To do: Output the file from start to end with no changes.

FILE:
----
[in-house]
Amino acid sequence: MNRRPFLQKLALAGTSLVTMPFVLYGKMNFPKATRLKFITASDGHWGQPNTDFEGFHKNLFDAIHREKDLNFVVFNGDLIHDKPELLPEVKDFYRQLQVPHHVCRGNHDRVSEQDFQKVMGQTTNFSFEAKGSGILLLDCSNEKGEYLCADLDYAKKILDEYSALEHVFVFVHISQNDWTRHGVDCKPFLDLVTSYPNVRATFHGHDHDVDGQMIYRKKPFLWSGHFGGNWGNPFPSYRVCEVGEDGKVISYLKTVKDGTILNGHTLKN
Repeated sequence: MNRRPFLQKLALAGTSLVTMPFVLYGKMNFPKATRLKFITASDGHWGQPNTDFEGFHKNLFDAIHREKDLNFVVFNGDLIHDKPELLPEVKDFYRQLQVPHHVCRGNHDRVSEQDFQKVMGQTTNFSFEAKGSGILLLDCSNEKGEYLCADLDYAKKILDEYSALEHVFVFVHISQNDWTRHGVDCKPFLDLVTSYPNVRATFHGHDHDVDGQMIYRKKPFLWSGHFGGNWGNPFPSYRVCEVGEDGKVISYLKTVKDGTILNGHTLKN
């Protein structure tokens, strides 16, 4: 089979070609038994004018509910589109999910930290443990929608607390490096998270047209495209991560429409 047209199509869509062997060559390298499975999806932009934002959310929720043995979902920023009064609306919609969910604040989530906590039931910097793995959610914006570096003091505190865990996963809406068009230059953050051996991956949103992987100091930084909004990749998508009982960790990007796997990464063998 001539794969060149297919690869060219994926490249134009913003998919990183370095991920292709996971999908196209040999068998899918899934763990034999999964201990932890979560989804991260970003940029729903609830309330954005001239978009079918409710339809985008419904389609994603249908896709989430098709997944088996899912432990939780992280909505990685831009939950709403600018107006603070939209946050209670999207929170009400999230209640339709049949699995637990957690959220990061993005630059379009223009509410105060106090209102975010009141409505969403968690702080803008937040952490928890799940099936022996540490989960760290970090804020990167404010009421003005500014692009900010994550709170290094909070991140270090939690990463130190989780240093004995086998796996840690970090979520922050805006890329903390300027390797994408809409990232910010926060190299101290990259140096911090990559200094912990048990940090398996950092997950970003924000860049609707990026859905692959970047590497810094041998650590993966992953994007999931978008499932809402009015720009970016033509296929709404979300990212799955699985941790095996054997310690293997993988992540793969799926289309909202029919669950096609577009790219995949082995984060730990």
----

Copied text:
[in-house]
Amino acid sequence: MNRRPFLQKLALAGTSLVTMPFVLYGKMNFPKATRLKFITASDGHWGQPNTDFEGFHKNLFDAIHREKDLNFVVFNGDLIHDKPELLPEVKDFYRQLQVPHHVCRGNHDRVSEQDFQKVMGQTTNFSFEAKGSGILLLDCSNEKGEYLCADLDYAKKILDEYSALEHVFVFVHISQNDWTRHGVDCKPFLDLVTSYPNVRATFHGHDHDVDGQMIYRKKPFLWSGHFGGNWGNPFPSYRVCEVGEDGKVISYLKTVKDGTILNGHTLKN
Repeated sequence: MNRRPFLQKLALAGTSLVTMPFVLYGKMNFPKATRLKFITASDGHWGQPNTDFEGFHKNLFDAIHREKDLNFVVFNGDLIHDKPELLPEVKDFYRQLQVPHHVCRGNHDRVSEQDFQKVMGQTTNFSFEAKGSGILLLDCSNEKGEYLCADLDYAKKILDEYSALEHVFVFVHISQNDWTRHGVDCKPFLDLVTSYPNVRATFHGHDHDVDGQMIYRKKPFLWSGHFGGNWGNPFPSYRVCEVGEDGKVISYLKTVKDGTILNGHTLKN
């Protein structure tokens, strides 16, 4: 089979070609038994004018509910589109999910930290443990929608607390490096998270047209495209991560429409 047209199509869509062997060559390298499975999806932009934002959310929720043995979902920023009064609306919609969910604040989530906590039931910097793995959610914006570096003091505190865990996963809406068009230059953050051996991956949103992987100091930084909004990749998508009982960790990007796997990464063998 001539794969060149297919690869060219994926490249134009913003998919990183370095991920292709996971999908196209040999068998899918899934763990034999999964201990932890979560989804991260970003940029729903609830309330954005001239978009079918409710339809985008419904389609994603249908896709989430098709997944088996899912432990939780992280909505990685831009939950709403600018107006603070939209946050209670999207929170009400999230209640339709049949699995637990957690959220990061993005630059379009223009509410105060106090209102975010009141409505969403968690702080803008937040952490928890799940099936022996540490989960760290970090804020990167404010009421003005500014692009900010994550709170290094909070991140270090939690990463130190989780240093004995086998796996840690970090979520922050805006890329903390300027390797994408809409990232910010926060190299101290990259140096911090990559200094912990048990940090398996950092997950970003924000860049609707990026859905692959970047590497810094041998650590993966992953994007999931978008499932809402009015720009970016033509296929709404979300990212799955699985941790095996054997310690293997993988992540793969799926289309909202029919669950096609577009790219995949082995984060730990």